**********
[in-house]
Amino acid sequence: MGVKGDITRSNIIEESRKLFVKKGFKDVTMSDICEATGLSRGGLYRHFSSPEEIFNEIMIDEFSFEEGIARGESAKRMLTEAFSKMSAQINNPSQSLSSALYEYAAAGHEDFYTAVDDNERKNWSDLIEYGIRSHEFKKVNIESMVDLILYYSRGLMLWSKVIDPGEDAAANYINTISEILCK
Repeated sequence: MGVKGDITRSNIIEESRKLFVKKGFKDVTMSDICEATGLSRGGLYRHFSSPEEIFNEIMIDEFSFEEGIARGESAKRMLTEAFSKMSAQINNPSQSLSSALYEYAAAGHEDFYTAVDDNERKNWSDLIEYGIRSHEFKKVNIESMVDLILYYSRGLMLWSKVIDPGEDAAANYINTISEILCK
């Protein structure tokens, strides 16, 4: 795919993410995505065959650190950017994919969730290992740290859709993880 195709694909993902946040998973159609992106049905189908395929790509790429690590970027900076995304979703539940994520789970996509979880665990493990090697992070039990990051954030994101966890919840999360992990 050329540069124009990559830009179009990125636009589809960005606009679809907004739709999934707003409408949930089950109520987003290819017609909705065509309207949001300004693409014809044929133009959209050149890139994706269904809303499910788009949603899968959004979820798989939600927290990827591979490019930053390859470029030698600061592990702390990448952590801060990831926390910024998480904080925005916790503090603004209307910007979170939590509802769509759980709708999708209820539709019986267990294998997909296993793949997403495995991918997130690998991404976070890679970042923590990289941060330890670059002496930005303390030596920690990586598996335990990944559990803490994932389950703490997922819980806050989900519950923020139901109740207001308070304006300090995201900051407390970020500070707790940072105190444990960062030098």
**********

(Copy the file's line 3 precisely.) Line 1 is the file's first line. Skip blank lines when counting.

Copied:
Repeated sequence: MGVKGDITRSNIIEESRKLFVKKGFKDVTMSDICEATGLSRGGLYRHFSSPEEIFNEIMIDEFSFEEGIARGESAKRMLTEAFSKMSAQINNPSQSLSSALYEYAAAGHEDFYTAVDDNERKNWSDLIEYGIRSHEFKKVNIESMVDLILYYSRGLMLWSKVIDPGEDAAANYINTISEILCK